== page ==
Tuesday, June 24, 2008

Auroville is situated in an area where sex tourism is fairly common. Western women and children have been sexually abused by local Tamils

Home > Response to BBC broadcast - Janet Fearn
May 26 th 2008

I wish to register my deep disappointment at the shockingly biased and unresearched reportage about Auroville which appeared on your programmes Newsnight and From Our Own Correspondent. I never thought that the BBC would resort to a level of sensational journalism, which may do serious harm to the children and teachers of the Auroville schools for village children, about whom it appears to be so concerned. I wish to make the following points:

You accepted the word of someone with a deep grudge against Auroville, instead of finding an unbiased observer. Raj Batra was never a resident of Auroville. He was a tourist who hung around the area for a couple of years. When his views on a wide range of topics were not given the importance he wanted, he became extremely angry, and spent his time spreading gossip and rumours. His style of revenge is characteristic, but I would have expected a cheap tabloid and not the BBC to give him a platform.

Your reporter, Rachel Wright was not straight with the people she interviewed in Auroville. Never did she intimate that she was doing a report on sexual abuse. Aurovilians cooperated with her because she seemed like a reasonable person, and because she came from the BBC, which had a reputation for unbiased reporting. If Aurovilians had known what she was after, we might have advised her to look at the subject of sex tourism in context. Auroville is geographically situated in an area where sex tourism is fairly common, and the authorities don't do much about it. But in Auroville itself there is zero tolerance for the abuse of children, and the fact that we haven't caught every offender, who spends time in our community as quickly as we would have liked, is not because we have a tolerant view on the matter, as you have strongly implied. Also, as an additional point of information,n several Western women and children, both Aurovilian and guests of Auroville, have been sexually abused by local Tamils.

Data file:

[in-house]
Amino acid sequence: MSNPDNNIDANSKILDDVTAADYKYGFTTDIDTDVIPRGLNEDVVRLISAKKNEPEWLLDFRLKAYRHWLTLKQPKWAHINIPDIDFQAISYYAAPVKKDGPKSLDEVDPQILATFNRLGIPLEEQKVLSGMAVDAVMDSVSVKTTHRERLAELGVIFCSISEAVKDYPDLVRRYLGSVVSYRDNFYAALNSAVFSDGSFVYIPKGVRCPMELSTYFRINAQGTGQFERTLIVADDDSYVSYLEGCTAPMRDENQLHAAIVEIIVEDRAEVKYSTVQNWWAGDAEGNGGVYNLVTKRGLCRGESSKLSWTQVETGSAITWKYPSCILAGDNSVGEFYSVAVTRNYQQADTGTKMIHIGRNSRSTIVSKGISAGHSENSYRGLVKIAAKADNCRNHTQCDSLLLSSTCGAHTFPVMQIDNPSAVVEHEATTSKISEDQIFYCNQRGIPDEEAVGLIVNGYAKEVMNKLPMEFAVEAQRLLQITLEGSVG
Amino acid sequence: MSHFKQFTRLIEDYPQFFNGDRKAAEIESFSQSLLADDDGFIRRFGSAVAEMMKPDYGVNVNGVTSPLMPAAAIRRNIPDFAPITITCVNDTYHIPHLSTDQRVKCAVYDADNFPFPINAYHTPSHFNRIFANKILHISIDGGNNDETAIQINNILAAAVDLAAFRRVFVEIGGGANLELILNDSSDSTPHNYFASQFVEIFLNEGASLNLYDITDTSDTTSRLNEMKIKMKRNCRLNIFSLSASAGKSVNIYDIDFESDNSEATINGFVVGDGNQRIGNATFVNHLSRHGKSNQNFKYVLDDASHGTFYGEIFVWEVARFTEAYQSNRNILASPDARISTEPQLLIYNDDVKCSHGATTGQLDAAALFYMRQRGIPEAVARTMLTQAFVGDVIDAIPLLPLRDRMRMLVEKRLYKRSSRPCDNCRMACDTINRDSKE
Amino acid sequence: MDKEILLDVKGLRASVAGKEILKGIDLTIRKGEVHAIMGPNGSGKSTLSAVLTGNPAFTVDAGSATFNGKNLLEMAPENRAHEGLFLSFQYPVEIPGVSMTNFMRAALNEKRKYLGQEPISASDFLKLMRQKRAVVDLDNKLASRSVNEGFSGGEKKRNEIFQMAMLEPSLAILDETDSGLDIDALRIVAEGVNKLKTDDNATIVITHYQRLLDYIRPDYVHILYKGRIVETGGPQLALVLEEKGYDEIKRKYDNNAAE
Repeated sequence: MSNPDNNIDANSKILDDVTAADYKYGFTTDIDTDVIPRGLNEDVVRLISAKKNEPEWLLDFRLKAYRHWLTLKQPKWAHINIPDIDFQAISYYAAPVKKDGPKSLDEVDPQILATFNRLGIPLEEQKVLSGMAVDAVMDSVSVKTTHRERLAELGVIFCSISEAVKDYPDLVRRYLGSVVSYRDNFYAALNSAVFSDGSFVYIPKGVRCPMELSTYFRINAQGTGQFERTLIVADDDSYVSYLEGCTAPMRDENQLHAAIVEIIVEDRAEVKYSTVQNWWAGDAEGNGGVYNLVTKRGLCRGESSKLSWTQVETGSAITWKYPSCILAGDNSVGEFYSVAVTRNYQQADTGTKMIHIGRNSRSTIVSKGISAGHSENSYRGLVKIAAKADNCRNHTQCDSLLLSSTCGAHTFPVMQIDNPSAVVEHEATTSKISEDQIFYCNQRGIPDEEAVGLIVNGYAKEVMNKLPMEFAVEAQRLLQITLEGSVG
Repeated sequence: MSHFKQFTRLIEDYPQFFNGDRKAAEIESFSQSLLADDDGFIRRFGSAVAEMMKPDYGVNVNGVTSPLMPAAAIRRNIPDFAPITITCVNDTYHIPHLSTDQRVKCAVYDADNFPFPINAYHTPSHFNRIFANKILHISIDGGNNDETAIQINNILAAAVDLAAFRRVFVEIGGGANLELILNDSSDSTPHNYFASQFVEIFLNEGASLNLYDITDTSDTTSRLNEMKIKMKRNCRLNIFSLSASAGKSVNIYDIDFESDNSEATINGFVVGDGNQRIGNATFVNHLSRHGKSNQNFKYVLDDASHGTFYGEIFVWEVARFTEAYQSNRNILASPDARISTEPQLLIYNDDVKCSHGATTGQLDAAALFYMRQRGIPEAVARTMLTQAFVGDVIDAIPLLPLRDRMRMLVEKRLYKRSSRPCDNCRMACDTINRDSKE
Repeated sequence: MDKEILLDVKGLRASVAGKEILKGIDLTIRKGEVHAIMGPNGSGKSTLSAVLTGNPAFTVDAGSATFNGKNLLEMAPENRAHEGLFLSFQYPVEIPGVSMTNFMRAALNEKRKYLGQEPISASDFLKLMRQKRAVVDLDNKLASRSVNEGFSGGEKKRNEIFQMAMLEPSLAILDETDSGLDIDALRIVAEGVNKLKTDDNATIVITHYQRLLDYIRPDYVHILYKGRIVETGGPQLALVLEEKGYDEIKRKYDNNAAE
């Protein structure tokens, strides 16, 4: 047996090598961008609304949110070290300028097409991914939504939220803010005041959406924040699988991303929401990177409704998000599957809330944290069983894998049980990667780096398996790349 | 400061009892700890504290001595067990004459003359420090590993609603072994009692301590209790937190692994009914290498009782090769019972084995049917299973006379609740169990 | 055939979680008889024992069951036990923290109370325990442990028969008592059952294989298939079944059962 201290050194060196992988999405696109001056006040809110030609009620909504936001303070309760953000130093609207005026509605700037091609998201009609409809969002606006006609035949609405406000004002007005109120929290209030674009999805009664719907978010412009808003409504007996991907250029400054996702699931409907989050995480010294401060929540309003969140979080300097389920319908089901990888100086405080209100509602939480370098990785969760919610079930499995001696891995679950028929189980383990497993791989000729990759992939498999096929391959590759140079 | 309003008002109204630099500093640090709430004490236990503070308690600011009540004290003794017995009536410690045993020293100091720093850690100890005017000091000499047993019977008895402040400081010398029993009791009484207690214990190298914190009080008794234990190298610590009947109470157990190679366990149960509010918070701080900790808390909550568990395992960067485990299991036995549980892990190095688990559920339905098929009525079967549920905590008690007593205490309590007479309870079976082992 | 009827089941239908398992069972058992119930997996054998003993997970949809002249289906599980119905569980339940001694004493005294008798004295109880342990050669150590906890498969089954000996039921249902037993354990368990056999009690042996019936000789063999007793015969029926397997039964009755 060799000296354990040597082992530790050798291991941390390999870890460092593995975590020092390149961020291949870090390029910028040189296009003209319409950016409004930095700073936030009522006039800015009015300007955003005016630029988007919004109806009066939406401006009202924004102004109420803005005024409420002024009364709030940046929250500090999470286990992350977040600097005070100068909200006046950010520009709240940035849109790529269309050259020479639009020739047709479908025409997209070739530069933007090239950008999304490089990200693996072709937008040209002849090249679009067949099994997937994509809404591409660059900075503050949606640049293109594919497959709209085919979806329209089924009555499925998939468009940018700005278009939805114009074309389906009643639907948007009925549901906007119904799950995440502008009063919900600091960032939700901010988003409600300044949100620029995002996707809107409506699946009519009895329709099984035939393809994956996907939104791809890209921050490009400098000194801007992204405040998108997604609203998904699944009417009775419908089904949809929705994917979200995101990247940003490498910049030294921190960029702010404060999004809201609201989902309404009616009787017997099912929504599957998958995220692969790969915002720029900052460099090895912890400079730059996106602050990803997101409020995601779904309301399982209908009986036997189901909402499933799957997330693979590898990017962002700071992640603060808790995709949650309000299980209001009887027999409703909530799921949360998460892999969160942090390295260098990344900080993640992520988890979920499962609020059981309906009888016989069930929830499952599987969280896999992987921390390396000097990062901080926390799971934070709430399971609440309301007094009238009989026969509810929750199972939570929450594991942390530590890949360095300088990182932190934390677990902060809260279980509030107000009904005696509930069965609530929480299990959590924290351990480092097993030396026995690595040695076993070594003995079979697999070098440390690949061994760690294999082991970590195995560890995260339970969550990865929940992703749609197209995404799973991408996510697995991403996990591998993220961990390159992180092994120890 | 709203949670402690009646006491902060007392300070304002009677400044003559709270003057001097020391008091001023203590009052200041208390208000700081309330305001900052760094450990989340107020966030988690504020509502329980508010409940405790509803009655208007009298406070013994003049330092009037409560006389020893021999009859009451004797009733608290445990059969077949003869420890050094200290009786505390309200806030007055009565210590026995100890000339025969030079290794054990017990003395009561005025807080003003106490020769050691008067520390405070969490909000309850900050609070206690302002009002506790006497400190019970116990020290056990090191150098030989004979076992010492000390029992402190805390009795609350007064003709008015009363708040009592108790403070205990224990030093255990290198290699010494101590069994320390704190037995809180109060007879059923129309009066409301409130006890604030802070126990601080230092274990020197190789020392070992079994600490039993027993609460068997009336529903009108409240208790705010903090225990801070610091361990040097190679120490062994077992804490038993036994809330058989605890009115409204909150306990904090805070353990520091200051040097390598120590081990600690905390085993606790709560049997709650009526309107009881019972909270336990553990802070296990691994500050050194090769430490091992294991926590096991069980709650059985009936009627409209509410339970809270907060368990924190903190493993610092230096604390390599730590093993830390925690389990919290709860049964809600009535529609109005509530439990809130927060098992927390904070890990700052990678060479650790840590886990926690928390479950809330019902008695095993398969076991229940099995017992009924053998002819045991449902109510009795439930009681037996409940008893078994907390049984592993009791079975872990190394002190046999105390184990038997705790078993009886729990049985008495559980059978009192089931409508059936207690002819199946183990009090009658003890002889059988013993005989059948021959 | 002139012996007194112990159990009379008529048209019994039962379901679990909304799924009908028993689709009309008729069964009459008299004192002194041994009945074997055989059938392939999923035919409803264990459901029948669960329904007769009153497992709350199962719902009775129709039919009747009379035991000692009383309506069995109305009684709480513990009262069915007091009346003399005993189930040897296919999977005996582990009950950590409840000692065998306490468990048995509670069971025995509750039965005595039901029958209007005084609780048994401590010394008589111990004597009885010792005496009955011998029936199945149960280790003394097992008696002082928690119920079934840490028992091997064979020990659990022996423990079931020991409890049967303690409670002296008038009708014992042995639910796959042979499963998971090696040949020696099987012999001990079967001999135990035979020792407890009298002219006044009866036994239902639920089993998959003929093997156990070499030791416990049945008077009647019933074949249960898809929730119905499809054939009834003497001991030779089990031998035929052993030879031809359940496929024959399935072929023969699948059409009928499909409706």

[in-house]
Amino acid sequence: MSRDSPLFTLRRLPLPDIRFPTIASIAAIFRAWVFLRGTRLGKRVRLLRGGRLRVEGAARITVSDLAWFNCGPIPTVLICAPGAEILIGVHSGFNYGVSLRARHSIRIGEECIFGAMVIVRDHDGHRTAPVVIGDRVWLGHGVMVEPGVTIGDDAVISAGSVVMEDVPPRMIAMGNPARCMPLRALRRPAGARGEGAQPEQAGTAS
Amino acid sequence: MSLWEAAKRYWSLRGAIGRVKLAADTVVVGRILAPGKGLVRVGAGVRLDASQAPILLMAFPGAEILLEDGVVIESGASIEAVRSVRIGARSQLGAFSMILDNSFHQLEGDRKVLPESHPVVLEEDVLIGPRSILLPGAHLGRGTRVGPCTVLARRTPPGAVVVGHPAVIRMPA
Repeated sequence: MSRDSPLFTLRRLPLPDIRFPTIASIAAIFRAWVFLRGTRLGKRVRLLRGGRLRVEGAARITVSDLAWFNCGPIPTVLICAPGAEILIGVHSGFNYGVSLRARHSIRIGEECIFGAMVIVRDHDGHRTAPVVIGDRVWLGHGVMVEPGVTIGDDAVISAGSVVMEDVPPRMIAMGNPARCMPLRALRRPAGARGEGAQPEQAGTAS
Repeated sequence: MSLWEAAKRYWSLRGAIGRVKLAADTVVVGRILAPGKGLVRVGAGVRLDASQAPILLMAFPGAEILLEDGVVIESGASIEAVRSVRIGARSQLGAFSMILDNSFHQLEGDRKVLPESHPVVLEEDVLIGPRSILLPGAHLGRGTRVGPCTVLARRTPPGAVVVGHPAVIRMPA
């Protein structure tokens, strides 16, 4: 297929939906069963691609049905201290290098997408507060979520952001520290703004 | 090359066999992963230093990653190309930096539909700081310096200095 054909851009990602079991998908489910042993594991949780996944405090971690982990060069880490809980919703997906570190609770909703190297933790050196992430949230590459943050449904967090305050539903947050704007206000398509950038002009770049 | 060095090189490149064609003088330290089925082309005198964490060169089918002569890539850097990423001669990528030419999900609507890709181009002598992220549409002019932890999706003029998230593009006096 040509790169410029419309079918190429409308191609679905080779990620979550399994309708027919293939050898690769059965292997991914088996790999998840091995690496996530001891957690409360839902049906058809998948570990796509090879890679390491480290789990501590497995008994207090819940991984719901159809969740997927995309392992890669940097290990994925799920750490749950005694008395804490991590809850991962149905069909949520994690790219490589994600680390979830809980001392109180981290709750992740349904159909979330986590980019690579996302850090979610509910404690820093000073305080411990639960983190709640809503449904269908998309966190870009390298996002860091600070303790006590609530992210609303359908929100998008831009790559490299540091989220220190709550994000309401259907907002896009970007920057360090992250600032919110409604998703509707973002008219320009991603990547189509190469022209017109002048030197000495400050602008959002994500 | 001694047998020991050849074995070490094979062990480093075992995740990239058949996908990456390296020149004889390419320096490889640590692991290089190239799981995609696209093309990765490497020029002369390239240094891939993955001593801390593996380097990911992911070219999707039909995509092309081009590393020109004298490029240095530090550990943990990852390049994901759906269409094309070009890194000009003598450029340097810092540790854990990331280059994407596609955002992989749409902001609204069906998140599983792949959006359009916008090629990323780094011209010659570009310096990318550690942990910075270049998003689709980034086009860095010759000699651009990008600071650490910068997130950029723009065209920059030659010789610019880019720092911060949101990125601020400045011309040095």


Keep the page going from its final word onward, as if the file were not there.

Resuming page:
In the program "From Our Own Correspondent", your reporter said she found it strange for Indians to be shown around by a Westerner, showing that she didn't understand fully that Auroville is an international community, and positions are not based on a person's nationality, but on their capacity and experience. I wonder if she would have found it strange if she had been shown around the UN Headquarters in New York by someone from Ethiopia, or around Findhorn community in Scotland by someone from Germany .

It's too easy to compare the lifestyles of Aurovilians with those of the poorest Tamils around. We cannot possibly be responsible for uplifting the lives of the several hundred thousand people who live in our general area. However it might be interesting to compare the lives of people who have been associated with Auroville since the beginning, with those of people outside our geographical area. Many of the former have their own businesses and are doing very well economically, and their children are studying in Auroville, Pondicherry, or abroad. It also might be interesting for you to know that when Auroville started 40 years ago the people of our area were subsistance farmers, who ate two meals a day, if they were lucky, and they couldn't read or write.

Tagging a response from a member of our Working Committee to the end of the programme was not an effective way to balance your report, even if you have technically covered yourself against possible accusations of slander.
Yours sincerely,
Janet Fearn
Resident of Auroville since 1968
Home > Response to BBC broadcast - Janet Fearn

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